Are you an H. P. Lovecraft fan? If so, then you're in for a treat with Marsha Morman's “Chabad of Innsmouth,” an updated and Jewish take on this very fishy town. If you aren't familiar with Lovecraft's The Shadow over Innsmouth, you should read it before diving into Morman's “Chabad.” Her tale will resonate so much more if you're familiar with the source.
Friday, May 30, 2014
Thursday, May 29, 2014
Lyda Morehouse's science fiction tale “God Box” transports 1 Samuel 5 and 6 into the future to Ganymede, one of Jupiter's moons. Morehouse tells her story from the perspective of Kayla Okiro, a Christian priest who oversees a church with a large marble crucifix. Earthlings have colonized Ganymede, which is valued for its vast reserves of frozen water, but an alien people known as the Rovers insist that Ganymede is their ancient homeland. The Rovers and the colonizers from Earth are at war. The story opens when soldiers bring a box captured from the Rovers into Kayla's church. The box has tremendous religious significance to the Rovers. They believe it contains something of their god.
Tuesday, May 27, 2014
In “The Sons of Zeruiah,” Megan Arkenberg re-imagines the story of Joab and his brothers Abishai and Asahel but with a supernatural twist. Zeruiah's sons are a type of vampire and they accumulate power from consuming the blood and organs of the dead, including their own brother Asahel. Power accumulates in the body like mercury in a fish. The more powerful the victim in life, the more can be gained from consuming him and without the eating, the power goes to waste, as Abishai tells Joab after Abner murders Asahel.
DL Hammons—blogger, mystery/thriller writer, and Blog Blitz founder— is here today to talk about WRiTE CLUB.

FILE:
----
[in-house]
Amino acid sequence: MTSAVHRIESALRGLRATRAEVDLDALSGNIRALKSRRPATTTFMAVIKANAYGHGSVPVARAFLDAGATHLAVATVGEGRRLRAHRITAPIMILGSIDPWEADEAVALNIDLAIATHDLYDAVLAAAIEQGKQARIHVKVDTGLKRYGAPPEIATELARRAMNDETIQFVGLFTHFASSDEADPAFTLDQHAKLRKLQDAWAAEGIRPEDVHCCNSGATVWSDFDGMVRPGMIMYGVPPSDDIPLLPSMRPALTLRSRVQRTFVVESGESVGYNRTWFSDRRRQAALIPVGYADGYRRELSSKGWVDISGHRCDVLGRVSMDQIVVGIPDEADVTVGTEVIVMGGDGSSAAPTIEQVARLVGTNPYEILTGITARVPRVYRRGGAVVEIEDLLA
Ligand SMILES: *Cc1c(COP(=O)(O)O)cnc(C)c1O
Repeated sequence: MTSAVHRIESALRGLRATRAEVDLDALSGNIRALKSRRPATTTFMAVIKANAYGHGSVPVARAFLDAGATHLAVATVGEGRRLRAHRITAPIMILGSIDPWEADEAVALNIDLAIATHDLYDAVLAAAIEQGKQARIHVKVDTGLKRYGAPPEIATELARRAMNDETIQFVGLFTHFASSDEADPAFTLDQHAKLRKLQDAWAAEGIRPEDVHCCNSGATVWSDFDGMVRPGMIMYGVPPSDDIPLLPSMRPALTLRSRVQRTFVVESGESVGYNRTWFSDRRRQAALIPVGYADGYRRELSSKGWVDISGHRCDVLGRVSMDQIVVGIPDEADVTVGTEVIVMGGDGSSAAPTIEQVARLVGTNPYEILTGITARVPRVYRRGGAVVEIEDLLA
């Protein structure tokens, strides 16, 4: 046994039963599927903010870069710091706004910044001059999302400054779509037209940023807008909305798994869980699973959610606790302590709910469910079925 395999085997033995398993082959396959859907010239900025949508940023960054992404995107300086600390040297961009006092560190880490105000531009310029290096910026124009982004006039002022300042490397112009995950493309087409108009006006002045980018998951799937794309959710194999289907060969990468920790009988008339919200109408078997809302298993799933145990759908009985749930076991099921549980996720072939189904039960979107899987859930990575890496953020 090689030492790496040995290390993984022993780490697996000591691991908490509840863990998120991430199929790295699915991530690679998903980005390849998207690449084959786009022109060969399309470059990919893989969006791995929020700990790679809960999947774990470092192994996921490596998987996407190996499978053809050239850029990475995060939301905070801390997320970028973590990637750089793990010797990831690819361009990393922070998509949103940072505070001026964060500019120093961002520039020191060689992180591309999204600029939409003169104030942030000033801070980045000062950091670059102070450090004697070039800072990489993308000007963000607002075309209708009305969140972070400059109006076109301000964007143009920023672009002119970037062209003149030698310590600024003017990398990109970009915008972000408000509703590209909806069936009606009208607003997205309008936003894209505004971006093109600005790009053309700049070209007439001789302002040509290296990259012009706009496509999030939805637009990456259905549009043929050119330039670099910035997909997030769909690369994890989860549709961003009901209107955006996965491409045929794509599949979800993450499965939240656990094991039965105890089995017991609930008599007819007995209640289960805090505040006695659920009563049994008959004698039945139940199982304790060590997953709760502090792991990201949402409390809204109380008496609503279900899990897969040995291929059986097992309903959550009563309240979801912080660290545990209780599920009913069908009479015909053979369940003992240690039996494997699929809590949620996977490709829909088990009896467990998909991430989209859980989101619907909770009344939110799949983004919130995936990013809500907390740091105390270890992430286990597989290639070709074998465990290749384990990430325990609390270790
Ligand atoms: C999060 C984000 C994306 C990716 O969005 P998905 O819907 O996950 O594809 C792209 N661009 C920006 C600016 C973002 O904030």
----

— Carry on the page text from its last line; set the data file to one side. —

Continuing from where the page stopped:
First off, I’d like to thank Jeff for the opportunity to talk to you today about something near and dear to my heart…WRiTE CLUB. My modest writing contest has proven so popular that the DFW Writers Conference is now considering incorporating it into their agenda for 2015.
Monday, May 19, 2014
Tuesday, May 13, 2014
According to the Biblical story, four young men of Jewish nobility are taken from Judah to train as advisers in the Babylonian court of Nebuchadnezzar II. The men are Daniel, Hananiah, Mishael, and Azariah. All four are given Chaldean names: Daniel becomes Belteshazzar; Hananiah becomes Shadrach; Mishael becomes Meshach; and Azariah becomes Abednego. (As the names relate to Babylonian gods, the Jewish men likely find the new monikers insulting.)
Thursday, May 8, 2014
Wednesday, May 7, 2014
I've been thinking about marketing lately, trying to establish a reader base in an email list. All the webinars and articles say the ultimate goal should be to build your email list. Makes sense, but growth has been slow. I have some long-term strategies to build the list. We'll see how they work. Marketing is not something I like to do. One of the necessary evils of the writing gig.
In case you're just stopping for the IWSG post, I'm running a giveaway this month for an anthology. Check out the giveaway here if you're interested: May Giveaway: King David and the Spiders from Mars. (Yes, this is a bit of marketing in a post about marketing.)
Until next month, keep writing and stay insecure??? That doesn't sound right.
Thursday, May 1, 2014
I'm celebrating spring with a giveaway, a paperback copy of King David and the Spiders from Mars, which contains my fantasy story "Good King David" (read an excerpt here). If your mailing address is outside the US or Canada, I'll gift you an ebook from Amazon.
Praise for King David and the Spiders from Mars:
Dark and enticing, the stories in King David & the Spiders from Mars explore Biblical themes with a paradoxical combination of religious irreverence and respect for the literary richness of the texts. Marked by lush prose, often disturbing at a gut level, these are stories that stay with you. — Ilana Teitelbaum
It is often said that the Bible is the most violent book ever written. This rich tapestry of tales draws on Biblical slaughter, cruelty, and mayhem from ancient times to the modern day. It is a theme anthology that not only keeps you interested in the theme, but makes you look at the source material with new eyes. — Poppy Z. BriteTo enter the giveaway, sign up below. I'll pick the winner on June 1st.
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